A month in advance is needed to prepare for shows, 39-year-old Bonneville said, and no matter how skilled an interpreter is, they’re always learning. For “Annie,” the challenge became altering signs based on how children communicate. In her 16 years of interpreting, she had never done a production that featured mostly child actors.
Planning your weekend?
Subscribe to our free Top 5 things to do newsletter
You’re all signed up!
Want more of our free, weekly newsletters in your inbox? Let’s get started.Explore all your options
She doesn’t consider what she does performing, but there’s no denying the job requires elements of it. Bonneville is uncomfortable with the focus being on her rather than the cast. If deaf or hard-of-hearing people leave discussing the show, she said she knows she did her job.
Bonneville lives in Palm Harbor and interprets full time. She has two degrees in interpreting, but translating performances didn’t come naturally — she had to build up to it.
“It’s a very specific profession,” she said.
Interpreting from English to ASL is more about translating concept for concept as opposed to word for word, according to Bonneville. Because of this, interpreters have to be well-trained and qualified for performances, especially Broadway shows.
“If somebody doesn’t do it correctly, it can really skew the message … it’s not an easy job,” Locy signed.
Tom Bourque, who is also deaf, knows this. The 39-year-old has interpreted plenty of shows in his native Boston and one show in Tampa Bay so far. While preparing to interpret “The Wedding Singer” at the Eight O’Clock Theatre last fall, he was struggling to find a sign for Hooters, the chain restaurant that started in Clearwater. He’d recently moved to Florida and wasn’t familiar with the popular eating spot. What’d he land on? Miming a waitress — using his right hand to hold a tray and his other to make a breast shape. The other interpreters laughed.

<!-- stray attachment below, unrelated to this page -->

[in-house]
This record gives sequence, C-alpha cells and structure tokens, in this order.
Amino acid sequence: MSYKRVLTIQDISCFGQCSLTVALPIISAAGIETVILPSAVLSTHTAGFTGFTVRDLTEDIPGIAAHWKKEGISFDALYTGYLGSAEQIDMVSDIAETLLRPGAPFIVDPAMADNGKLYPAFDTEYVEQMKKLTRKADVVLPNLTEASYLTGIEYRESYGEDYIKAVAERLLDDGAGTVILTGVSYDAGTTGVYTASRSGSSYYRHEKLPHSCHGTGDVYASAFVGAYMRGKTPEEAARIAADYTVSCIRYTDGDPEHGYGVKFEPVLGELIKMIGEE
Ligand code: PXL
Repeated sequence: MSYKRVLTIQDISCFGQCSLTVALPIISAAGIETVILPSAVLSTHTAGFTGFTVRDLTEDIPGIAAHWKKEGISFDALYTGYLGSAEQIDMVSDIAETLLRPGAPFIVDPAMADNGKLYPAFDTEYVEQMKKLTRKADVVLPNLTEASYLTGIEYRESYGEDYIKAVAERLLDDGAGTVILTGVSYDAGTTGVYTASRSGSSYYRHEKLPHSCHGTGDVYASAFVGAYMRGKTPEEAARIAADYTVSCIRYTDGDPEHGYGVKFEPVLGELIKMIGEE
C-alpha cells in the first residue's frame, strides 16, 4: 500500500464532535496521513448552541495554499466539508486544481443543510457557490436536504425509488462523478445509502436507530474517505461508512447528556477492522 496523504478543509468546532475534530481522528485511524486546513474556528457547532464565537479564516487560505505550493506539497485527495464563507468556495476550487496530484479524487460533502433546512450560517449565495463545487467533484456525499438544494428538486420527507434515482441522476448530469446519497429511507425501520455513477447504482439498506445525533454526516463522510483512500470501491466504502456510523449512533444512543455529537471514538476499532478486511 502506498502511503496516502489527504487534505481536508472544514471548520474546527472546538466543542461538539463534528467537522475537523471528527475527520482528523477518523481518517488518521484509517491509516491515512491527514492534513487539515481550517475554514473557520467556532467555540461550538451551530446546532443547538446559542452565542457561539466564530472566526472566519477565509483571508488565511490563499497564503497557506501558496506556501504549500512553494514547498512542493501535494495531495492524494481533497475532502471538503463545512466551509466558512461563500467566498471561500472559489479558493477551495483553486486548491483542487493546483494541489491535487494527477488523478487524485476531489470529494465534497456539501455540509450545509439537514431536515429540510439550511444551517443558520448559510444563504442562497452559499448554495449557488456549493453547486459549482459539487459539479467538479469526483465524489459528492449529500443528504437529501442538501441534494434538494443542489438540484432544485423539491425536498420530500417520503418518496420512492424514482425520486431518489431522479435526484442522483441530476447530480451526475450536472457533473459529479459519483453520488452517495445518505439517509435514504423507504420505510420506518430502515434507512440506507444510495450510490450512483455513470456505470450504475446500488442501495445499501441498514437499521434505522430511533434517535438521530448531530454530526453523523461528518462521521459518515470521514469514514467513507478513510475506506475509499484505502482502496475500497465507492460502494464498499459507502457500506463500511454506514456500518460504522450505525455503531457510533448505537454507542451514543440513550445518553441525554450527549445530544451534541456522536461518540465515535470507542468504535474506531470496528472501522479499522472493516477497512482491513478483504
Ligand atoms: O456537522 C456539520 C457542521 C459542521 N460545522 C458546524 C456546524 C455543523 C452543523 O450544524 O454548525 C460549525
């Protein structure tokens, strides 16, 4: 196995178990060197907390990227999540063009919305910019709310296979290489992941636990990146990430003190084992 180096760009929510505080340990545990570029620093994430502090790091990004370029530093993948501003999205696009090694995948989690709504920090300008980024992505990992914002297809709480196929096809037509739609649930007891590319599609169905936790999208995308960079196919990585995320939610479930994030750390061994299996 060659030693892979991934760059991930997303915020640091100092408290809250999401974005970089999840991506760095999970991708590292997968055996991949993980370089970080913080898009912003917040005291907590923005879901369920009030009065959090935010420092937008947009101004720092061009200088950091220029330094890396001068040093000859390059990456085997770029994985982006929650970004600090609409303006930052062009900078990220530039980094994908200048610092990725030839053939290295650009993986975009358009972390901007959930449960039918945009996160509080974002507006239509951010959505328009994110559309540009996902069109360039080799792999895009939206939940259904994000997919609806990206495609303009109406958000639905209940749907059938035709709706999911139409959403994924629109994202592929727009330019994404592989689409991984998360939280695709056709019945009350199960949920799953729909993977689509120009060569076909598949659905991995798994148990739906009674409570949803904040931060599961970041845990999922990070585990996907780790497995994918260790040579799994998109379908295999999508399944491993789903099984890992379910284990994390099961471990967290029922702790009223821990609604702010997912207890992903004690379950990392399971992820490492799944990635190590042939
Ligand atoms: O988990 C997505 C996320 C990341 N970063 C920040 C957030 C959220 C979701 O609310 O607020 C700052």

He isn’t a certified interpreter and considers himself more of a performer. When Bourque found out about the Tampa Bay Interpreted Performing Arts group, he was immediately interested and auditioned. The group mentors and trains people who want to try performing arts interpreting.
In Boston, he felt “spoiled” because nearly every show he attended was interpreted. Here, not so much. He’s sometimes found himself having to request an interpreter when it is not offered alongside a performance. It’s frustrating, he said.
Bourque went to a performing arts high school and loves the stage. It takes him longer than others to prepare to interpret because he can’t rely on hearing lines and instead has to memorize them. The advantage is it allows for more creative storytelling, he said. He feels like he’s acting, not only interpreting.